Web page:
2.10. If you were given responsibility for challenging the risk assessment, what particular points would you raise? Have those points been clearly and satisfactorily addressed in the assessment document?
2.11. Are there certain caveats, qualifications, or explanations that should be added to the findings to ensure that regulatory officials and the public understand their relevance? For example, do the findings appear to apply only to certain subpopulations or under certain conditions?
2.12. Upon further consideration, are there clarifications or other revisions that should be made to the risk characterization?
2.13. What questions that have not been asked should be asked?
2.14. In the end, what level of confidence do you have in your overall conclusions and the supporting explanations in the assessment?
11Several of the panelists wished to note that these principles and questions, and the ones for meta-analysis, could be used to evaluate whether there was a causal relationship with a beneficial, as well as an adverse, health outcome attributable to exposure.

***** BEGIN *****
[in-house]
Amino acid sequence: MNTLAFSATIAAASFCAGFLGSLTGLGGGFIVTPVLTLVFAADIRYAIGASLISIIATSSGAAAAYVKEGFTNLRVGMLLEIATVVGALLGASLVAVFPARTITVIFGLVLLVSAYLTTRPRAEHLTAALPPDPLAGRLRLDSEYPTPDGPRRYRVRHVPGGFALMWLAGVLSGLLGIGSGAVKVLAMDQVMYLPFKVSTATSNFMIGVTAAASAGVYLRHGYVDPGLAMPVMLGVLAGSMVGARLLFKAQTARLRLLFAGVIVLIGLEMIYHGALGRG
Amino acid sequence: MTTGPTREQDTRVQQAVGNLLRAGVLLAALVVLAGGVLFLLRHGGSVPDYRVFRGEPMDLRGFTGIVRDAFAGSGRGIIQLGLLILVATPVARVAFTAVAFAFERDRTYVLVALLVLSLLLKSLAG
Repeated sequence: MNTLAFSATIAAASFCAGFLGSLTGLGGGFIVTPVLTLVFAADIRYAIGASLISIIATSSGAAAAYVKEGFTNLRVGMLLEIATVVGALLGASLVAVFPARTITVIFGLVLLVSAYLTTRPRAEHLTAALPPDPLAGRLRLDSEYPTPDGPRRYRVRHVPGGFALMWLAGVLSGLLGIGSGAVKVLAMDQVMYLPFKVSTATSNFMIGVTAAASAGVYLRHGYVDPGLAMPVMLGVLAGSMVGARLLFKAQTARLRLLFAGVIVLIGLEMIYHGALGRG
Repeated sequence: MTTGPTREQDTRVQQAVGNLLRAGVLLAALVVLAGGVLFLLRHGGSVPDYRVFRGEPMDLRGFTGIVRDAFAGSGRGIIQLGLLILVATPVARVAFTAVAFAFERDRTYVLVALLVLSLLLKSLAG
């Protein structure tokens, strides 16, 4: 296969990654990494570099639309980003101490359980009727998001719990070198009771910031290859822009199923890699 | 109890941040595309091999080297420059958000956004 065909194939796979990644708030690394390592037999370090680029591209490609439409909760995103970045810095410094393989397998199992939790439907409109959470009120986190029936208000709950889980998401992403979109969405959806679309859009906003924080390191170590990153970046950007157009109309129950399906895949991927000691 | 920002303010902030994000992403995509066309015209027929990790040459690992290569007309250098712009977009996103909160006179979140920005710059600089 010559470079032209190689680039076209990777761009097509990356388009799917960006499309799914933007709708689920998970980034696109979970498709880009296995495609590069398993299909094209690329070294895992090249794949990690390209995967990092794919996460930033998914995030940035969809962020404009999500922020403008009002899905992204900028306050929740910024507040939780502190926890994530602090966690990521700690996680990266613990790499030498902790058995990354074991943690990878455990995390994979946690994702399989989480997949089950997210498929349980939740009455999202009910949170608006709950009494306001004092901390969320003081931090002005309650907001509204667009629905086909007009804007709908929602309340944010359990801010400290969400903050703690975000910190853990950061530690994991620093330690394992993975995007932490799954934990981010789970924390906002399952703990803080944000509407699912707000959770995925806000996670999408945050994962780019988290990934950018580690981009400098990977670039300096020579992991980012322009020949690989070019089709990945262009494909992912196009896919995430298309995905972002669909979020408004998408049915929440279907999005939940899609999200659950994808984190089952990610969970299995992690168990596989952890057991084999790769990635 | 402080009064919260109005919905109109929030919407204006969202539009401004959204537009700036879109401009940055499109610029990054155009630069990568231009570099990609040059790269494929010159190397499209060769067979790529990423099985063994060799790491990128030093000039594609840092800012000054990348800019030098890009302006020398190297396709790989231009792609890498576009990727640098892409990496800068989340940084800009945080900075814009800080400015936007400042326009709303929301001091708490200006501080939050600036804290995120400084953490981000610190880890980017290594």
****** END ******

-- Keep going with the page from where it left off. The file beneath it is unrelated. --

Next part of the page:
12Two panelists suggested adding following "disease": "who are sampled from the source population of the cases".
13One panelist suggested that "for potential confounders . . . ." be replaced with "for selection bias. . . ."
14Two panelists were unsure whether this covered sufficiently whether the health outcome measured was the most relevant one.
15Two of the panelists wished to note in connection with this subquestion, and also (c) and (d), that if more than one surrogate were used to assess a given outcome, one should ask whether the surrogates gave roughly the same answer both in terms of direction and effect size.
16One panelists suggested changing "measures" to "estimates".